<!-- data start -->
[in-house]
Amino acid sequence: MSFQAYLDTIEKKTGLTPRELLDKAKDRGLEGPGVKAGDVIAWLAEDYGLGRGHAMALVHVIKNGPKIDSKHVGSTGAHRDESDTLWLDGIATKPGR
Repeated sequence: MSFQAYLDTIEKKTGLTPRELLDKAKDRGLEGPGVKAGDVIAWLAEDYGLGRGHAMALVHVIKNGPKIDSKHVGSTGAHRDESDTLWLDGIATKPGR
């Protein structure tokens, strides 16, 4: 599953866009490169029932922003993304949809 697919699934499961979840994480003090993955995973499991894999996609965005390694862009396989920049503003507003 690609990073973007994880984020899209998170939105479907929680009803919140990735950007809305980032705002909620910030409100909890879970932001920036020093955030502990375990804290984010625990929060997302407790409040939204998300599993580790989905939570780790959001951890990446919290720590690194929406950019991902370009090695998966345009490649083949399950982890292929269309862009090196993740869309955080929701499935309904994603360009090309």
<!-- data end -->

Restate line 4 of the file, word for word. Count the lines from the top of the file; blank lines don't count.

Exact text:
């Protein structure tokens, strides 16, 4: 599953866009490169029932922003993304949809 697919699934499961979840994480003090993955995973499991894999996609965005390694862009396989920049503003507003 690609990073973007994880984020899209998170939105479907929680009803919140990735950007809305980032705002909620910030409100909890879970932001920036020093955030502990375990804290984010625990929060997302407790409040939204998300599993580790989905939570780790959001951890990446919290720590690194929406950019991902370009090695998966345009490649083949399950982890292929269309862009090196993740869309955080929701499935309904994603360009090309």